Upon graduation in 2010, 29-year-old Salma sought employment as a casual laborer and receptionist in Mukono District where she was paid Shs4,000 per day. Being the eldest in a family of five siblings, she had to use her earnings to educate her siblings and made sure she took care of her family back home in Kasese.
“I left the job in 2012 after I got another job that paid me Shs400,000 per month. But, I still do not have a contract with the company to date and as far as I know, I do not have an NSSF account,” Salma told Jobs and Career.
According to Industrial National Coordinating Council, (INCC-U) Uganda, Salma’s case is an example of the type of job opportunities that many youth, educated or not, are being offered as they continue struggling to get decent employment.
With more than 400,000 tertiary and university students graduating each year, the youth unemployment rate stands at 83 per cent, according to African Development Bank. This means that at least 160,000 are jobless after school.
Because of the hopelessness, many end up in informal employment or doing precarious work.
According to Catherine Aneno, the general secretary of INCC-U, precarious work arrangements are contractual arrangements that have the effect of depriving workers of the protection due to them under employment relationship.
“It comprises low pay, short contracts, temporary work or labour broking among others,” she told Jobs and Career.
Aneno argues that this type of employment, however, deprives employees of their rights. She cites better working conditions which are regulated and recorded, payment of taxes by both employers and employees, and a better pay which is consummate to the basics of a family to man work places a way of dealing with precarious work.
“We need decent jobs for our people to help them to get better housing conditions, good schools for their children and a good retirement package thereafter. Whenever individuals are involved in precarious work, there is a high chance that they will not be able to plan for their retirement which brings a burden to government to take care of them when they retire at 55,” she explained.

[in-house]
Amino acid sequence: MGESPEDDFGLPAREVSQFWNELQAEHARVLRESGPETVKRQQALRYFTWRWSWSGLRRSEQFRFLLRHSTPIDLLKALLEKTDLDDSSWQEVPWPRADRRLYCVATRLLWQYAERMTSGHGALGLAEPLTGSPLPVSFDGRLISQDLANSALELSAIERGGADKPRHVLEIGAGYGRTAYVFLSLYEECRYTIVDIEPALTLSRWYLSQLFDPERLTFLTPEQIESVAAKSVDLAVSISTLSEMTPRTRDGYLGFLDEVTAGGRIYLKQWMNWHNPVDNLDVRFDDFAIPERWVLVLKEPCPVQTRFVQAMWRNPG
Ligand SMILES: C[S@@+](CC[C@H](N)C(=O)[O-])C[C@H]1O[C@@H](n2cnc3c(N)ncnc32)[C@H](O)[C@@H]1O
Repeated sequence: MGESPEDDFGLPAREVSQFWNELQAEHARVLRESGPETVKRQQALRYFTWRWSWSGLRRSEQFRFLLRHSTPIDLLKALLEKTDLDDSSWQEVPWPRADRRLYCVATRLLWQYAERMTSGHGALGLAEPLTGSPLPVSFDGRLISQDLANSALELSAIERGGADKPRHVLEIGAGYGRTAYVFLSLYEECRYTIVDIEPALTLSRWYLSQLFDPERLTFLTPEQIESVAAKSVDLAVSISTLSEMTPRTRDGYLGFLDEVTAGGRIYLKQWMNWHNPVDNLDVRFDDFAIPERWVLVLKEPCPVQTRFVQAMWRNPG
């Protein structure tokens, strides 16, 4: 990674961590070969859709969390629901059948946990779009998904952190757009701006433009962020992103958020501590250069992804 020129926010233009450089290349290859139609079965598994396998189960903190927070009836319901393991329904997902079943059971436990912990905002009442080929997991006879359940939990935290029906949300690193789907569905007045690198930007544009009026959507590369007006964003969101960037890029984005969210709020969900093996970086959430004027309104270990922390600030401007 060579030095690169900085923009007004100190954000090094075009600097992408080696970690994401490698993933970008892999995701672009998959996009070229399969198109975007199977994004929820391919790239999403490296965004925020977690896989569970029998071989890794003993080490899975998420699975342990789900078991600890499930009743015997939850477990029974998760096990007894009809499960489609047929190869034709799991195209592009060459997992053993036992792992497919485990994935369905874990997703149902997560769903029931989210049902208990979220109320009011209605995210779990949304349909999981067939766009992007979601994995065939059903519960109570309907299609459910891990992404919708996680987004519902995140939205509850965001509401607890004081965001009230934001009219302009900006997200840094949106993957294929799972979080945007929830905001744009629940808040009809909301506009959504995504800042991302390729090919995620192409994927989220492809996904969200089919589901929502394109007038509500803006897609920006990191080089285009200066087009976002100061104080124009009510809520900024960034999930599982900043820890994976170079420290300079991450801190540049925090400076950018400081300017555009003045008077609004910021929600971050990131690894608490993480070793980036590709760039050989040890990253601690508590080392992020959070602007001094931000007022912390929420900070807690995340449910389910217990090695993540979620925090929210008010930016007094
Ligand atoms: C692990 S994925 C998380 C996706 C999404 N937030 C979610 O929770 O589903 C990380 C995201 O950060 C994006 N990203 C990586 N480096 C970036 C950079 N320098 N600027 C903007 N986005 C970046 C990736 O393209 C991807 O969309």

Citing the textile industry as a hub for informal work, Moses Mauku, director of planning, research and development with Uganda Hotels, Food, Tourism and Allied Worker’s Union, said many industries are taking aantage of employees through these arrangements.
“For example an employer has 100 workers but only has 15 formal employees and the 90 are casual laborers or on informal types of work. This type of work is common in factories and industries. We know that we cannot wipe out precarious work but since the rates are too high, even in places where it shouldn’t exist, we want to reduce on the numbers,” Mauku said.
Whereas precarious work has been existent for some time, Rosemary Ssenabulya, the executive director of Federation of Uganda Employers warned that employers may not get the commitment of the employees which in turn may harm production.
“Such employees do not have the company at heart because there is no assurance and the employers do not get total commitment. The employees are also easily tempted to get better paying jobs because they know they will be discarded soon,” said Ssenabulya.
Just like Salma, most employees under casual kind of work do not have NSSF accounts or commit taxes under pay as you earn. Even though she was lucky to get a better paying job, she indirectly remains under the category of precarious workers where many of today’s desperate youth land especially after graduating.
SOURCE: Daily Monitor